But the gender angle never gets mentioned.
Consider it mentioned here...for all the good it's going to do. Believe me, I have nothing against empowering girls and women. I want all our kids to succeed, male and female. All I'm saying is that our boys are falling behind, and it's a tragedy that they're not being given more (or, dare I say it, equal) attention. It's not an either/or situation. We can do both.

Related: "Bring The Boys Along"


  1. I've been wondering why they have programs for everyone but white males my entire life. Apparently the system assumes we already have all the breaks and don't need anything further.

  2. Get back to me when there is genuine gender equality in all facets of life, then I'll listen.

  3. Grant/DS: It's called an "overcorrection".

  4. ds: "Get back to me when there is genuine gender equality in all facets of life"

    Ain't never gonna happen, sorry. Men and women are different, not "equal". Men have advantages/disadvantages, and women have advantages/disadvantages. My point in this rant is to point out that schools are failing our boys at an alarmingly high rate, at least here in the States. If what I'm reading is true, you seem to be doing better in Australia. According to the article I linked to, "Interestingly, only in the United States is the boys issue considered so controversial. Countries such as Britain and Australia have been openly confronting the problem for years. There, the boy troubles are an issue to be studied and remedied, not something to squabble about."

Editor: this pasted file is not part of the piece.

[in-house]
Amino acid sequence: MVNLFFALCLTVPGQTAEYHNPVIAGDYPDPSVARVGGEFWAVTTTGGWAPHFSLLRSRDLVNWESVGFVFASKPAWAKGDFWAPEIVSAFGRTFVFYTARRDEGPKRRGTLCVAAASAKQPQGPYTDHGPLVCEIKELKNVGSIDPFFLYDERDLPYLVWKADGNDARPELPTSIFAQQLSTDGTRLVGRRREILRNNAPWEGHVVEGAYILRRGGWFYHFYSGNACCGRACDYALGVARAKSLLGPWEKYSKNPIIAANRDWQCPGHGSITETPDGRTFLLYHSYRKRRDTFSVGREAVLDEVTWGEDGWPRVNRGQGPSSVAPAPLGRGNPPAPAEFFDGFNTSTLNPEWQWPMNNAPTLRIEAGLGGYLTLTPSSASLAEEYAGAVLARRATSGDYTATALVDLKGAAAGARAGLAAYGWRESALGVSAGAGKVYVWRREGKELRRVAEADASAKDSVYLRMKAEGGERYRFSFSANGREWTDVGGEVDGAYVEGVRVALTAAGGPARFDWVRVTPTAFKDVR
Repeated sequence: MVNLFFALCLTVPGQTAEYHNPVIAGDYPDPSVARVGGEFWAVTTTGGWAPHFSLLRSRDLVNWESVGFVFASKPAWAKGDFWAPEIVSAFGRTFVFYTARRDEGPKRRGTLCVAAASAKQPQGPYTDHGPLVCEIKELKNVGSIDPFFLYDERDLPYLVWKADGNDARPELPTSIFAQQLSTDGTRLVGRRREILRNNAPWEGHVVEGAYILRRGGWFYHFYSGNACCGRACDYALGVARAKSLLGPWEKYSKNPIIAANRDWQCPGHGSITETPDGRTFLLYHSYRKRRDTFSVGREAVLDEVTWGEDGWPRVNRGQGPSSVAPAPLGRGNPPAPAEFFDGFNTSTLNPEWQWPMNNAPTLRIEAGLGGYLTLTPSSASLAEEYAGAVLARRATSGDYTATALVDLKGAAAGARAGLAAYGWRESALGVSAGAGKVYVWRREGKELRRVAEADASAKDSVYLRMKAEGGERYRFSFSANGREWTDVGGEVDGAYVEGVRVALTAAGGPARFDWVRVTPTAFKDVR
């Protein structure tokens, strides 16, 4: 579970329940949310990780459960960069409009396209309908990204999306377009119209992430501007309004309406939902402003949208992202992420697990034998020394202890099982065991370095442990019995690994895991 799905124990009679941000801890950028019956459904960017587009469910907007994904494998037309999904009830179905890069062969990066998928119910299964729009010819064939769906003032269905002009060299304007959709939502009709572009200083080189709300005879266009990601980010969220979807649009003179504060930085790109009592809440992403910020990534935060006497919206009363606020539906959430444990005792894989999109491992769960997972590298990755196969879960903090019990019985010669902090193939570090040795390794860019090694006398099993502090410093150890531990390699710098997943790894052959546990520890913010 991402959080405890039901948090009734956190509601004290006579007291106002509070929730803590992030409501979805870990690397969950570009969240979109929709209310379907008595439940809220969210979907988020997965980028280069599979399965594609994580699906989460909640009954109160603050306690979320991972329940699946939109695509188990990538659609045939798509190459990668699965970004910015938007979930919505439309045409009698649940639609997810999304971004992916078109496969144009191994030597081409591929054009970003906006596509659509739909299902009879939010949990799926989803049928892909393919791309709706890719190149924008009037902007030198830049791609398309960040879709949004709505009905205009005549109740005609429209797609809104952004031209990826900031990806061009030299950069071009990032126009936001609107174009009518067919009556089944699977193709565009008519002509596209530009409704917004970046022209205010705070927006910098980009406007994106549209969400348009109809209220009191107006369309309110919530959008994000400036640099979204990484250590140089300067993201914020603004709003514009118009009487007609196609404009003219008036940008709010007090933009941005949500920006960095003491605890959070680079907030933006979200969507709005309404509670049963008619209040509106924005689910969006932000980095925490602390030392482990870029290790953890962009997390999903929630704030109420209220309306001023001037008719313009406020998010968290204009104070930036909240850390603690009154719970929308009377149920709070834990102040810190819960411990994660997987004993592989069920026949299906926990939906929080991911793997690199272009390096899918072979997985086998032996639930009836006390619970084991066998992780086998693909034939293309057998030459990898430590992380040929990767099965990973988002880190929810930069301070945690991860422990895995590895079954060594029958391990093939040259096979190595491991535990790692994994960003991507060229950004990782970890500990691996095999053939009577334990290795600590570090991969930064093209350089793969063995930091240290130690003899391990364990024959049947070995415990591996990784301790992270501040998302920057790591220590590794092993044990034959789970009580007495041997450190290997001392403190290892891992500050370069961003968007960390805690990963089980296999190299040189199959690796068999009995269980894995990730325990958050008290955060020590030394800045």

That's exactly my point, but it gets lost when people react reflexively rather than thoughtfully. It's not about an agenda, it's about our kids.

  5. grant: "I've been wondering why they have programs for everyone but white males my entire life."

    Did I mention race? ^^checking^^ Nope. *whew* Just making sure.

  6. Actually you're right. The issue of boys not concentrating in class has been an issue in Australian schools for quite a while but I don't know how successfully they've dealt with it. Its when people leave school that my concerns start.

  7. I don't see how failing to properly educate boys helps further the cause of equality.

  8. I don't think for a moment that our schools are failing our boys. I think our families are failing our boys.

    There are too many broken families, and single moms (doing a darn fine job, in many cases) raising our kids. But boys need father figures. They need a dad in their lives. It's no wonder they're failing in school without proper male role models. Education, first and foremost, begins at home.

    -Just Tim

  9. jt: Wow, that's great! We'll just absolve the schools of their duty to educate our children by adapting their pedagogical methods to suit changing societal conditions! They'll save so much money when we all home-school!

    By the way, do you know what the word "but" does? It negates everything that came in the phrase before it.

    Yes, in an ideal world, there would be two parents at home. I'm sure one would work outside the home, while the other worked to maintain the home, cook, clean and garden. Perhaps everyone would have a picket fence, a puppy, and a fish.

    Wishing it won't make it so, and the schools have to react and respond accordingly to the conditions with which they are presented. That's what we, as a society (including many non-parents), pay the public school system to do. We've made a decision as a country to invest in public education for that very reason. Clearly, THEY are failing US.

  10. I really hate to bring race into the mix, but I have a feeling that Grant was right on. And I'd be curious to know what the numbers are.